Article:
Walker preaches to choir while protesters mass outside
Wisconsin Gov. Scott Walker brought his fiery brand of Republican politics to Seattle on Thursday night, describing at a think-tank fundraiser how he believes conservatives can “reclaim our country.” With some 300 demonstrators outside the downtown Sheraton Seattle Hotel protesting his appearance, the controversial and high-profile governor joked to the dinner’s 2,000 attendees that he felt “quite at home.” Pat Miller of the Pacific Northwest Regional Council of Carpenters said he had a simpler message for the governor: “Go away.” The point of the protest, said organizer David Freiboth, was to affirm to the community that Seattle is a progressive city. “We’re here to say, ‘Have your fun,’ ” said Freiboth, executive secretary of the King County Labor Council. “We (progressives) are still going to run the agenda here.” Seattle Times, 9-5-13.
SeaTac $15 an hour initiative mired in Kafkaesque court battle
Backers of the Sea-Tac “Good Jobs Initiative”—which would raise the minimum wage to $15 an hour for most workers at SeaTac Airport, and provide additional benefits like paid sick leave—are seeking justice in the federal courts, thanks to a Kafkaesque journey through King County Superior Court that threatens to block the measure from the November ballot. King County Superior Court Judge Andrea Darvas rejected an additional 61 signatures of registered voters who had signed the petitions more than once, leaving the petitions 18 signatures short of qualifying for the ballot. King County Elections had already rejected the duplicate signatures; now, contrary to established elections procedures throughout the state, Judge Darvas has rejected these voters’ original signatures as well. The Stranger, 9-5-13.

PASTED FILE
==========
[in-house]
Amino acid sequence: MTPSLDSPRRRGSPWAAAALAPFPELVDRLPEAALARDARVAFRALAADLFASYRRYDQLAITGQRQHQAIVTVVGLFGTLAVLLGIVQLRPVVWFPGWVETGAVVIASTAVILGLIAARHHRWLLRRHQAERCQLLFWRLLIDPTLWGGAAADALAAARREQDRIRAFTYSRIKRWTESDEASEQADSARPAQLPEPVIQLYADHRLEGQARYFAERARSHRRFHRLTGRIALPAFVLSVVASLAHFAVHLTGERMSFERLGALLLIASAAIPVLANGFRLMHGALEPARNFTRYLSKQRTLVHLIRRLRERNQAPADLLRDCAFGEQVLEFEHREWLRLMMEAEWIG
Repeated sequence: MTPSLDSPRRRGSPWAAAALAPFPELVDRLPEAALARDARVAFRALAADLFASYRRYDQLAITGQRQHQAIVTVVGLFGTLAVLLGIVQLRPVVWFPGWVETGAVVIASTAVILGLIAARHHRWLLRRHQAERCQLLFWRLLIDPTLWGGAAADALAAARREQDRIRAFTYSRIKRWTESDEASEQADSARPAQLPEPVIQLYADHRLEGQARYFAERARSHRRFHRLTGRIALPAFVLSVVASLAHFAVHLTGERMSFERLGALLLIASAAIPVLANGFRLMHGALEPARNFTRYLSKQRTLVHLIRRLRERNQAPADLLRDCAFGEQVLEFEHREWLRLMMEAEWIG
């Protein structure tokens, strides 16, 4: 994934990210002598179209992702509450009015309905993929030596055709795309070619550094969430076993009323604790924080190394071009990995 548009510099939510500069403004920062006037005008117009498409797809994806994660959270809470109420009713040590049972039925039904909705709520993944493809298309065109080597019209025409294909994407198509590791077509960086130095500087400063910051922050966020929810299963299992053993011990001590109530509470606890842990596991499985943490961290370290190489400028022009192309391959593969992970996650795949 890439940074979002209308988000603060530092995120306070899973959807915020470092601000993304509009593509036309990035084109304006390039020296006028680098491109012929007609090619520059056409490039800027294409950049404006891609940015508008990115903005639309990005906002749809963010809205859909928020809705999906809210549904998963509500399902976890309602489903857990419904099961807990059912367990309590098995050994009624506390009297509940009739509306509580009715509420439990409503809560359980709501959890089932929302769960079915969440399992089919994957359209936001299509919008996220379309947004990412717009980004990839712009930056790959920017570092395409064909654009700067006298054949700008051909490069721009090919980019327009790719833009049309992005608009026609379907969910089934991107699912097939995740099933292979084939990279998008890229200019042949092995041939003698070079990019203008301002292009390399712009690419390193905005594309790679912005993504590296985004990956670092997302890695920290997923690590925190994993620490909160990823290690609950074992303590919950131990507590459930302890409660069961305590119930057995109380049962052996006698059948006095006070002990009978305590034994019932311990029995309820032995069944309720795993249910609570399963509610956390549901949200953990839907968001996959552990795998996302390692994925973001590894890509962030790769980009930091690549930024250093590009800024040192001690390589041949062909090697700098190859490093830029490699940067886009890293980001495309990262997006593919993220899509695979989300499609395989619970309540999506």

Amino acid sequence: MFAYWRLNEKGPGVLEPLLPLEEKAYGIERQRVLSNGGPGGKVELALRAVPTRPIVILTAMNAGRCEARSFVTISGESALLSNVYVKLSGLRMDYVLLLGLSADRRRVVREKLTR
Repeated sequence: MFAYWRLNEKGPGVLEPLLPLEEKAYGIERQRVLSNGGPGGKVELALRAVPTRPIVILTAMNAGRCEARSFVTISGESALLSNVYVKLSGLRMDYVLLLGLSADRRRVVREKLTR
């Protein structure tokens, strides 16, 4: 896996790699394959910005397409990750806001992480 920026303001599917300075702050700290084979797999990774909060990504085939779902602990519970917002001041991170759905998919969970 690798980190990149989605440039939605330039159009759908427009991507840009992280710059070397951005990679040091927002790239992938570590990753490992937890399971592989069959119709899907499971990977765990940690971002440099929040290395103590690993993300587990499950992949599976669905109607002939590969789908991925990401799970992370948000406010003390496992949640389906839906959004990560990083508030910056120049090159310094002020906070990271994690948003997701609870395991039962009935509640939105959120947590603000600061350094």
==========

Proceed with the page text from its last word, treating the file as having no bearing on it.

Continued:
County Council committee recommends Senn for 41st House seat
Washington’s newest state lawmaker is likely to be Mercer Island City Councilmember Tana Senn, who passed the next step in the appointment procedure yesterday, and likely will be appointed to the state House next week. A King County Council committee unanimously voted this week to send Senn’s nomination to the full council on Monday, spokesman Al Sanders said. She had been the top choice of local Democratic Party officials to fill a vacancy created by former state Rep. Marcie Maxwell’s decision to join Gov. Jay Inslee’s education team. Seattle Times, 9-5-13.
AFL-CIO: No solidarity charters for ILWU; KCLC: Not so fast
As the AFL-CIO prepares for a convention where leaders say the goal is unprecedented solidarity with organizations outside the labor movement, the federation is turning its back on some inside the house of labor. Leaders have ruled that locals of the West Coast Longshore and Warehouse Union (ILWU) cannot seek “solidarity charters” and will be ousted from local and state labor councils. The ILWU international disaffiliated from the AFL-CIO last Friday. In discussion this week among executive board members of the King County Labor Council in Seattle, there was widespread support for offering solidarity charters to ILWU locals, even from some leaders whose locals have had jurisdiction disputes with the ILWU. Members argued for maintaining labor unity. David Freiboth, executive secretary of Seattle’s labor council and a former national president of the ILWU’s marine division, the Inlandboatmen’s Union of the Pacific, stressed that “Seattle has a long history of solidarity.” Labornotes, 9-5-13.
So the United Grain lockout was bogus? No criminal charges for ILWU member accused of sabotage at Vancouver terminal